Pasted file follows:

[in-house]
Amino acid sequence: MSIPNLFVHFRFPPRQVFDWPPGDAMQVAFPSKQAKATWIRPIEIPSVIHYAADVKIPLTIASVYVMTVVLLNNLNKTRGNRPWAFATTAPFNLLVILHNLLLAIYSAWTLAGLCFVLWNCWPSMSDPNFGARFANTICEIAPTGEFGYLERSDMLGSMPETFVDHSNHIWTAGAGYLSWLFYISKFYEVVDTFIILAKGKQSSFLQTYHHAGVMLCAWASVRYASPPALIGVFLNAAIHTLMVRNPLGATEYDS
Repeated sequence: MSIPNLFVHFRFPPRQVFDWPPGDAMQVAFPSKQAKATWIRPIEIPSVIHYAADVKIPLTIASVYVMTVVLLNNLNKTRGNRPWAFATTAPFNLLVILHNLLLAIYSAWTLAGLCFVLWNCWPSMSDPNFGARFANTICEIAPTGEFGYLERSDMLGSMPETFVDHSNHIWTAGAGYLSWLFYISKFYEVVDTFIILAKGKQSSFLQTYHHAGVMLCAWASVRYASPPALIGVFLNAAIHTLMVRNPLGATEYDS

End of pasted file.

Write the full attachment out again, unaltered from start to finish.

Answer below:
[in-house]
Amino acid sequence: MSIPNLFVHFRFPPRQVFDWPPGDAMQVAFPSKQAKATWIRPIEIPSVIHYAADVKIPLTIASVYVMTVVLLNNLNKTRGNRPWAFATTAPFNLLVILHNLLLAIYSAWTLAGLCFVLWNCWPSMSDPNFGARFANTICEIAPTGEFGYLERSDMLGSMPETFVDHSNHIWTAGAGYLSWLFYISKFYEVVDTFIILAKGKQSSFLQTYHHAGVMLCAWASVRYASPPALIGVFLNAAIHTLMVRNPLGATEYDS
Repeated sequence: MSIPNLFVHFRFPPRQVFDWPPGDAMQVAFPSKQAKATWIRPIEIPSVIHYAADVKIPLTIASVYVMTVVLLNNLNKTRGNRPWAFATTAPFNLLVILHNLLLAIYSAWTLAGLCFVLWNCWPSMSDPNFGARFANTICEIAPTGEFGYLERSDMLGSMPETFVDHSNHIWTAGAGYLSWLFYISKFYEVVDTFIILAKGKQSSFLQTYHHAGVMLCAWASVRYASPPALIGVFLNAAIHTLMVRNPLGATEYDS